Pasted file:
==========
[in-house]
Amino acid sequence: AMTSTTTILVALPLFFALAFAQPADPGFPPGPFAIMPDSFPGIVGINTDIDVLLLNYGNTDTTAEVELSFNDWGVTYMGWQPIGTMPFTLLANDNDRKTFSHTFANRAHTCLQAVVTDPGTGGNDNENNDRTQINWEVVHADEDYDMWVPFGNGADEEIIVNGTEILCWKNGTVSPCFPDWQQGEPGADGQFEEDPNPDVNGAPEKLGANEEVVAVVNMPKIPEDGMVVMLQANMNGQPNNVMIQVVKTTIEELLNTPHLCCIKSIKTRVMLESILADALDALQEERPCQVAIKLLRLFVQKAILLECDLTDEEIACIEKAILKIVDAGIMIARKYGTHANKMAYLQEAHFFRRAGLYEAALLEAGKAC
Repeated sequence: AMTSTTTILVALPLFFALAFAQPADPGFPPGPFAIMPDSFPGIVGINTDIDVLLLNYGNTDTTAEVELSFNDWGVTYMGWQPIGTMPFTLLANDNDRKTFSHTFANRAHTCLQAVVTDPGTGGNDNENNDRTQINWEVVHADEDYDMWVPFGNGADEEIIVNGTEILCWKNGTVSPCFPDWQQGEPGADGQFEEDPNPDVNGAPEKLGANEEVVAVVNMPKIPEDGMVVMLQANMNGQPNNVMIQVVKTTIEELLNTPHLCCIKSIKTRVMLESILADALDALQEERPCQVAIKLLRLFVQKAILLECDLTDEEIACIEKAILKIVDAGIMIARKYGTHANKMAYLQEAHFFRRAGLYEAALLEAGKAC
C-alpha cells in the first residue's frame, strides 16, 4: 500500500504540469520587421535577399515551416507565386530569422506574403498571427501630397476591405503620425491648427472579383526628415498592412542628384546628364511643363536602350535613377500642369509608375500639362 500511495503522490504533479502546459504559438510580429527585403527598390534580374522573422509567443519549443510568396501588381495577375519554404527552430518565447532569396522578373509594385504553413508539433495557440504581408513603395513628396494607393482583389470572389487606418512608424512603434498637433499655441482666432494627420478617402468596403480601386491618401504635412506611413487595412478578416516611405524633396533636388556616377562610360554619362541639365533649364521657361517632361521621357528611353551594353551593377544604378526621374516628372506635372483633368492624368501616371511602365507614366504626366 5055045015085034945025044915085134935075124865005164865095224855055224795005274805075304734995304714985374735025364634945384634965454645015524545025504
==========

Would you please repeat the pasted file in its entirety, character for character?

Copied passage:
[in-house]
Amino acid sequence: AMTSTTTILVALPLFFALAFAQPADPGFPPGPFAIMPDSFPGIVGINTDIDVLLLNYGNTDTTAEVELSFNDWGVTYMGWQPIGTMPFTLLANDNDRKTFSHTFANRAHTCLQAVVTDPGTGGNDNENNDRTQINWEVVHADEDYDMWVPFGNGADEEIIVNGTEILCWKNGTVSPCFPDWQQGEPGADGQFEEDPNPDVNGAPEKLGANEEVVAVVNMPKIPEDGMVVMLQANMNGQPNNVMIQVVKTTIEELLNTPHLCCIKSIKTRVMLESILADALDALQEERPCQVAIKLLRLFVQKAILLECDLTDEEIACIEKAILKIVDAGIMIARKYGTHANKMAYLQEAHFFRRAGLYEAALLEAGKAC
Repeated sequence: AMTSTTTILVALPLFFALAFAQPADPGFPPGPFAIMPDSFPGIVGINTDIDVLLLNYGNTDTTAEVELSFNDWGVTYMGWQPIGTMPFTLLANDNDRKTFSHTFANRAHTCLQAVVTDPGTGGNDNENNDRTQINWEVVHADEDYDMWVPFGNGADEEIIVNGTEILCWKNGTVSPCFPDWQQGEPGADGQFEEDPNPDVNGAPEKLGANEEVVAVVNMPKIPEDGMVVMLQANMNGQPNNVMIQVVKTTIEELLNTPHLCCIKSIKTRVMLESILADALDALQEERPCQVAIKLLRLFVQKAILLECDLTDEEIACIEKAILKIVDAGIMIARKYGTHANKMAYLQEAHFFRRAGLYEAALLEAGKAC
C-alpha cells in the first residue's frame, strides 16, 4: 500500500504540469520587421535577399515551416507565386530569422506574403498571427501630397476591405503620425491648427472579383526628415498592412542628384546628364511643363536602350535613377500642369509608375500639362 500511495503522490504533479502546459504559438510580429527585403527598390534580374522573422509567443519549443510568396501588381495577375519554404527552430518565447532569396522578373509594385504553413508539433495557440504581408513603395513628396494607393482583389470572389487606418512608424512603434498637433499655441482666432494627420478617402468596403480601386491618401504635412506611413487595412478578416516611405524633396533636388556616377562610360554619362541639365533649364521657361517632361521621357528611353551594353551593377544604378526621374516628372506635372483633368492624368501616371511602365507614366504626366 5055045015085034945025044915085134935075124865005164865095224855055224795005274805075304734995304714985374735025364634945384634965454645015524545025504